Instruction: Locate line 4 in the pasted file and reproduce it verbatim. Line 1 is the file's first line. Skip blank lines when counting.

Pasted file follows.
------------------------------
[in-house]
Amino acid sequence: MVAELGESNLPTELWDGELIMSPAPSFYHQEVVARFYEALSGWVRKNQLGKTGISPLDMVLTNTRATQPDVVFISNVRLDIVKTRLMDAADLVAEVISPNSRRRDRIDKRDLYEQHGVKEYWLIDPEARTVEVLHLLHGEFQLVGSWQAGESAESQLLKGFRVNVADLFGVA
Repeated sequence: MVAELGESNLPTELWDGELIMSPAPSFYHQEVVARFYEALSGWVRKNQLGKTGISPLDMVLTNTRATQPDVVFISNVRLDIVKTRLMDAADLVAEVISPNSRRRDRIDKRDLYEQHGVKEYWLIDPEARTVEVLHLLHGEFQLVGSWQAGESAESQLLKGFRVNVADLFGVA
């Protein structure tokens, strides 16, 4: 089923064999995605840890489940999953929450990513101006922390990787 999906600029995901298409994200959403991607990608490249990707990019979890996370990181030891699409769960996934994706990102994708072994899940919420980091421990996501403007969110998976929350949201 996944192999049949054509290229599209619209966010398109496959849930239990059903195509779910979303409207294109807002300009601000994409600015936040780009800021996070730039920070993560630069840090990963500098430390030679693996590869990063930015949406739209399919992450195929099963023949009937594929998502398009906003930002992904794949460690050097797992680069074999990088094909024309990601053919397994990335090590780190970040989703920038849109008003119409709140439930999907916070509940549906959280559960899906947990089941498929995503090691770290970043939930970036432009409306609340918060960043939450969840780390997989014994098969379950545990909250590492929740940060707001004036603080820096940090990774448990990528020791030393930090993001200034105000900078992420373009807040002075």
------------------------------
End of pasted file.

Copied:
């Protein structure tokens, strides 16, 4: 089923064999995605840890489940999953929450990513101006922390990787 999906600029995901298409994200959403991607990608490249990707990019979890996370990181030891699409769960996934994706990102994708072994899940919420980091421990996501403007969110998976929350949201 996944192999049949054509290229599209619209966010398109496959849930239990059903195509779910979303409207294109807002300009601000994409600015936040780009800021996070730039920070993560630069840090990963500098430390030679693996590869990063930015949406739209399919992450195929099963023949009937594929998502398009906003930002992904794949460690050097797992680069074999990088094909024309990601053919397994990335090590780190970040989703920038849109008003119409709140439930999907916070509940549906959280559960899906947990089941498929995503090691770290970043939930970036432009409306609340918060960043939450969840780390997989014994098969379950545990909250590492929740940060707001004036603080820096940090990774448990990528020791030393930090993001200034105000900078992420373009807040002075």